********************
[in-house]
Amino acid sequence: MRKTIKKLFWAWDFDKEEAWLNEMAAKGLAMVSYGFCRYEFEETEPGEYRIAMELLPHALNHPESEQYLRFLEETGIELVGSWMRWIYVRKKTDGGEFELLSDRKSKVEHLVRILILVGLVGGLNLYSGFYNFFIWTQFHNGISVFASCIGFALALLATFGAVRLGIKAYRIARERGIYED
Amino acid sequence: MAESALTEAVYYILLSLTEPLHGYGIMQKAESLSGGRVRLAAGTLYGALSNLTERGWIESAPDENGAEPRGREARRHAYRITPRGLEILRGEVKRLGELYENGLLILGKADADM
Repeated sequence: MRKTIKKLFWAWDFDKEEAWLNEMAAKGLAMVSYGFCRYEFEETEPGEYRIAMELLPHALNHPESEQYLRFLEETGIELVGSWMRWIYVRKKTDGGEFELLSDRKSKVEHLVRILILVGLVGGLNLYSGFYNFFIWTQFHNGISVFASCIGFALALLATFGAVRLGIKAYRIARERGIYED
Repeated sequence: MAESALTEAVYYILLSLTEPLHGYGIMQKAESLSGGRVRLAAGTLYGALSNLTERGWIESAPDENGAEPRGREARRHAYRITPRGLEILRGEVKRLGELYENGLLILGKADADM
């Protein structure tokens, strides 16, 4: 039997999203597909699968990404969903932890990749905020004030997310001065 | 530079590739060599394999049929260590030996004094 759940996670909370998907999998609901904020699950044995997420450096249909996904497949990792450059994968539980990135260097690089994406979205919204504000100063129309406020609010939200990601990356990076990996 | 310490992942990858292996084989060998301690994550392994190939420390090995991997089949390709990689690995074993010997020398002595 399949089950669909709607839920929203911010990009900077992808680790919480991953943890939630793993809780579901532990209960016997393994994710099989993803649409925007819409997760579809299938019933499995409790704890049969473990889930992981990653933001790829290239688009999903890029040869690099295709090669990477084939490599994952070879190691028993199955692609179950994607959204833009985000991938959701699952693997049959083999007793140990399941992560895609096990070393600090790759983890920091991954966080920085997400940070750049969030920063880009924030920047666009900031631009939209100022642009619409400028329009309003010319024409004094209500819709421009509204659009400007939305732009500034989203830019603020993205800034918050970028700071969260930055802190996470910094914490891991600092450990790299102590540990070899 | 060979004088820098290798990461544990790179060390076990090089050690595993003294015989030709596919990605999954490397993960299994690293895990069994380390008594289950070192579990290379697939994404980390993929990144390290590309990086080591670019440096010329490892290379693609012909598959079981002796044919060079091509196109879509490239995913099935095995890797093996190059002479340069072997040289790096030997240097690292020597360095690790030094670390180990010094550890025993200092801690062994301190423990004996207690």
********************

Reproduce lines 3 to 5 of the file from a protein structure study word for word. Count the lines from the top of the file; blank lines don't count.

Amino acid sequence: MAESALTEAVYYILLSLTEPLHGYGIMQKAESLSGGRVRLAAGTLYGALSNLTERGWIESAPDENGAEPRGREARRHAYRITPRGLEILRGEVKRLGELYENGLLILGKADADM
Repeated sequence: MRKTIKKLFWAWDFDKEEAWLNEMAAKGLAMVSYGFCRYEFEETEPGEYRIAMELLPHALNHPESEQYLRFLEETGIELVGSWMRWIYVRKKTDGGEFELLSDRKSKVEHLVRILILVGLVGGLNLYSGFYNFFIWTQFHNGISVFASCIGFALALLATFGAVRLGIKAYRIARERGIYED
Repeated sequence: MAESALTEAVYYILLSLTEPLHGYGIMQKAESLSGGRVRLAAGTLYGALSNLTERGWIESAPDENGAEPRGREARRHAYRITPRGLEILRGEVKRLGELYENGLLILGKADADM